Assume an exoplanet like a colder (roughly habitable temperatures throughout) Venus with liquid water and a layer of supercritical carbon dioxide at the bottom of it's ocean basins. What would happen to that water? Would the water:
- A: Form a separate ocean on top of the supercritical CO2 with minimal mixing because of CO2's higher molecular weight? (44.009 g·mol^−1 vs 18.015 g·mol^−1)
- B: Form a separate ocean below the supercritical CO2 because of it's higher density? (79.08 to 996.16 kg/m3 vs 1000 to 1050 kg/m3)
- C: Dissolve into the supercritical CO2 to form a solution? How much water could the CO2 dissolve by volume?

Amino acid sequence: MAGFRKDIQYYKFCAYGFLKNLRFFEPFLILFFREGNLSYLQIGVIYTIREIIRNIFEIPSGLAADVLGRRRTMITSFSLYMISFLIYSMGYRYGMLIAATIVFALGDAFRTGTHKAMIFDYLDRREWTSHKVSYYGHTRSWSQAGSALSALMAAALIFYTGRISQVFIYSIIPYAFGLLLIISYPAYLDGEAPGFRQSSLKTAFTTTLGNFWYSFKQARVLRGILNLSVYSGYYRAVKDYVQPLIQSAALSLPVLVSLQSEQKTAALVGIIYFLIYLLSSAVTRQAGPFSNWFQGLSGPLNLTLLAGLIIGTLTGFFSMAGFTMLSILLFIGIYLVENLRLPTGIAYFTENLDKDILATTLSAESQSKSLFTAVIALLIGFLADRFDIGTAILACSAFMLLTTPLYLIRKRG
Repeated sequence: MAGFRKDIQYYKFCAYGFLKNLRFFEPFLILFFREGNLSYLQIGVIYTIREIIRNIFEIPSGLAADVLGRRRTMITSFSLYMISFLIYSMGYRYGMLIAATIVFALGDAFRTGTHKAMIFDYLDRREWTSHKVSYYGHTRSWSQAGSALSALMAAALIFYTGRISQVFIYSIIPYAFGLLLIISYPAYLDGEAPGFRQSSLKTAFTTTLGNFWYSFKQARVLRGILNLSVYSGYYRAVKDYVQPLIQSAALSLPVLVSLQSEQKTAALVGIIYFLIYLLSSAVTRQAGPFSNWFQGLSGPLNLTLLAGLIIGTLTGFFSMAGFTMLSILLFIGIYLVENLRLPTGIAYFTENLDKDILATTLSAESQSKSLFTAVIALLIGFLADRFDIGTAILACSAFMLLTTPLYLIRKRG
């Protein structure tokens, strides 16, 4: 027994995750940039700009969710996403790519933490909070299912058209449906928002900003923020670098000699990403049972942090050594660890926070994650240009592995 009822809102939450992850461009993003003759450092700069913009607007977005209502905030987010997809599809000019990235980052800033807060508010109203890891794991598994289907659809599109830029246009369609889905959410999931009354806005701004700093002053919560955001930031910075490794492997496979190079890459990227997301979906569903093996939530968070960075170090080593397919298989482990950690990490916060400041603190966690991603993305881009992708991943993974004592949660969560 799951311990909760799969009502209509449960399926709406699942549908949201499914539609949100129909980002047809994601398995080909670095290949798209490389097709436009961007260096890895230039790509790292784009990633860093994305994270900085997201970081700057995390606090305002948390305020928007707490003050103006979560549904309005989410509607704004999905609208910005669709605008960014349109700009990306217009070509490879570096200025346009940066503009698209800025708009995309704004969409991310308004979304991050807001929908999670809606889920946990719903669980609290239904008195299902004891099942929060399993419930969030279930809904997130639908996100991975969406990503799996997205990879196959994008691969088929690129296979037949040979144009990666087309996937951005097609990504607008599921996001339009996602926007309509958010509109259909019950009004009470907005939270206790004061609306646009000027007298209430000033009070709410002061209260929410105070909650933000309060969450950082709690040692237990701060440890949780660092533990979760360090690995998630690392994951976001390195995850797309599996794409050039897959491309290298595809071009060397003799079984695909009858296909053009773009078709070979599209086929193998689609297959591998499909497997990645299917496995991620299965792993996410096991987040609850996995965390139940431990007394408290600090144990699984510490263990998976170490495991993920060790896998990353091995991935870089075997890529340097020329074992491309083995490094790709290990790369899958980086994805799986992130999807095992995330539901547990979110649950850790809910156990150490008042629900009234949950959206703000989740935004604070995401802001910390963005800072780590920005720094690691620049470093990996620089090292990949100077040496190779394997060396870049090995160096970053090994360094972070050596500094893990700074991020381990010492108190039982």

- D: Would the situation never occur in the first place, since the water ocean would have to form before the supercritical CO2, and after that the gaseous CO2 would never be able to reach the ocean depths in enough quantity to form a supercritical CO2 layer?
This answer Seems to imply that it would be B, but I'm not sure if that accounts for the water dissolving and the CO2's supercriticality.